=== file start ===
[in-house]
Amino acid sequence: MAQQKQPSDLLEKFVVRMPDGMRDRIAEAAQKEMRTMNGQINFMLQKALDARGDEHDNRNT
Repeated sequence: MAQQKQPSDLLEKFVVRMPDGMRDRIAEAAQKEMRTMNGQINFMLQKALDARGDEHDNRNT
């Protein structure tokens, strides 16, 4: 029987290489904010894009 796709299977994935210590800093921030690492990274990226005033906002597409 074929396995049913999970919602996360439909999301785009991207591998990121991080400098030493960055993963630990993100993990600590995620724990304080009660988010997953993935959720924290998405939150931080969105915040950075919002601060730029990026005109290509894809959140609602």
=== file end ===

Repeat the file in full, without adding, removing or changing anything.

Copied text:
[in-house]
Amino acid sequence: MAQQKQPSDLLEKFVVRMPDGMRDRIAEAAQKEMRTMNGQINFMLQKALDARGDEHDNRNT
Repeated sequence: MAQQKQPSDLLEKFVVRMPDGMRDRIAEAAQKEMRTMNGQINFMLQKALDARGDEHDNRNT
């Protein structure tokens, strides 16, 4: 029987290489904010894009 796709299977994935210590800093921030690492990274990226005033906002597409 074929396995049913999970919602996360439909999301785009991207591998990121991080400098030493960055993963630990993100993990600590995620724990304080009660988010997953993935959720924290998405939150931080969105915040950075919002601060730029990026005109290509894809959140609602």